How appealing does drinking poop water sound? Your answer is not very likely, and if offered a glass you would say no. But for 750 million people in the world today, that is a question answered every day as communities collect their water from rivers or streams where sewage has contaminated the water. The cause of this problem is 2.5 billion people lack access to adequate sanitation facilities. Additionally, 2 billion people use toilets connected to septic tanks which are improperly emptied into areas where water contamination can occur. The World Economic Forum ranks the water crisis as being the number 1 risk currently facing society. Its apparent in all our lives that clean water is important which is why Bill Gates, one of the world’s most widely recognized innovators and philanthropists, wants us to say yes to the poop water question.
In emergency preparedness literature, they explain that if your home is connected to a municipal water source you could drink from the water tank (not from the bowl) on your toilet if absolutely necessary. After all, the water entering your toilet is the same water you get from your faucet. Think about that for a moment. Our toilet water is cleaner than the waterways that 750 million people access to drink. If those people had the same quality water going into our bathrooms, we could prevent an estimated 700,000 child deaths every year.
When thinking about where we get our drinking water it is important to know that 2.5% of total water on Earth is freshwater, with less than 1% of that being readily accessible to humans. With news reports focused on lingering droughts and ever increasing demand for resources, safe water becomes all the more important. For many countries who can’t afford the infrastructure to control the flow of waste and fresh water, a need for new solutions are required using practical technologies that are both cost effective and efficient.
Fueling the Future of Sanitation
Sewage contains 20% biomass and about 80% water. Now imagine a machine that burns biomass as fuel. In this machine raw sewage is dried. The resulting sludge is boiled to separate out the water. As the process continues, an incinerator burns the remaining solids to produce high-temperatures and high-pressure steam which drives an engine to generates electricity which in turn runs the machine. The resulting water vapor is then filtered to remove additional substances. The by-product of this entire process is purified drinking water, excess power for use in local communities, and ash that can be used as fertilizer. That is exactly how Janicki Bioenergy’s Omni Processor works, and it is being pioneered by Microsoft creator Bill Gates. You might have seen Bill’s appearance on Jimmy Fallon where he challenged the Tonight Show host to pick and drink one of two glasses of water then guess whether it came from a bottle or was poop water, a term coined to bring attention to the concept of converting sewage to safe drinking water in about 5 minutes. After Bill and Jimmy each downed a glass it was revealed both were filled with water sourced from the omni processor located in Sedro-Woolley, Washington, where the prototype is currently located.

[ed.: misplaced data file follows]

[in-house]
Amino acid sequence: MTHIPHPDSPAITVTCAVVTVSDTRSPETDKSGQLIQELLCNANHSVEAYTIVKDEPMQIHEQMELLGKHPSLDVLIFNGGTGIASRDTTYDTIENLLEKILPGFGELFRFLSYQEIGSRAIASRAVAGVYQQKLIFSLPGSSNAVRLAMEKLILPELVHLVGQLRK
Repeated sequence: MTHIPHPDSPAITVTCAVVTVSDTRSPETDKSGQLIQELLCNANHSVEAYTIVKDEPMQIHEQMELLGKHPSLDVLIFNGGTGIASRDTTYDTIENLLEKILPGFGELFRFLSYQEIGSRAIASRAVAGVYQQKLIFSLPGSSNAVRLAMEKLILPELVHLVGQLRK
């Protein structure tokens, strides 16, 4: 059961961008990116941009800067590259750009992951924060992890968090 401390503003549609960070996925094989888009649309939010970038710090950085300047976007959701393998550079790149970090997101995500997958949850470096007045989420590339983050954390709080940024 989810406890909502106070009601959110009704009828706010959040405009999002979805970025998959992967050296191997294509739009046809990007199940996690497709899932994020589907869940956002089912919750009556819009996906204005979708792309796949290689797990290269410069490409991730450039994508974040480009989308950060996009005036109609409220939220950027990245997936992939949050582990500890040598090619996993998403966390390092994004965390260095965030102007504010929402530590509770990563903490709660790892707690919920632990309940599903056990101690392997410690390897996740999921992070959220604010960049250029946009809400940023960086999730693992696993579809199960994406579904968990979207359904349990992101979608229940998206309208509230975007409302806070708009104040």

For Bill Gates, the pursuit to reinvent how we deal with waste began in 2011 when the Bill & Melinda Gates foundation challenged eight universities to the Toilet Challenge. Each university was given $400,000 to develop a toilet that: Removes harmful waste and recovers resources such as energy, water and nutrients; operates ‘off the grid’; costs less than 5 cents per day; promotes sustainable and financially profitable sanitation services; and is a next-generation product that both the wealthy and developing nations want to use. Each university approached the challenge in unique ways. For example, The California Institute of Technology (who won the top prize) used solar panels to power an electro-chemical reaction that breaks down waste and stores excess energy for night-time operation.
While new toilet technology can reduce the harmful effects of waste, it didn’t solve the infrastructure problem many countries face. Bill Gates and his team at Janicki Bioenergy are betting on the success of the omni processor as it aims to meet the needs in both rural and urban environments. The first prototype, the S100, is a proof of concept that costs about $1.5 million, significantly less than sewer lines and processing plants. The machine is capable of handling sewage for a community of 100,000 people and produces 2,800 gallons of drinking water and between 100 and 250 Kw net electricity per day. Each machine requires only one or two operators at any given time and could pay for itself by selling excess electricity and fertilizer. A second prototype, the S200, will processes around 7 times more sewage while only being 20% bigger in size.
The Clean Water Conclusion
It is said that for every $1 invested into better sanitation, $5 in social and economic benefits are created through the reduction of healthcare costs and increased productivity. This is especially true for women and children who spend an estimated 140 million hours a day searching for and collecting water. Economic benefits are great but saving lives is better. Cutting down on disease and making clean water less scarce presents new opportunities to parts of the world struggling to meet their most basic needs.
The goal is to roll out thousands of omni processors in the near future combined with newer toilet technology to drive community entrepreneurship and innovate the way we currently deal with sewage. Not only in developing countries but within all communities regardless of region or socio-economic status as we look to a sustainable future.
Would I drink poo water? Yes.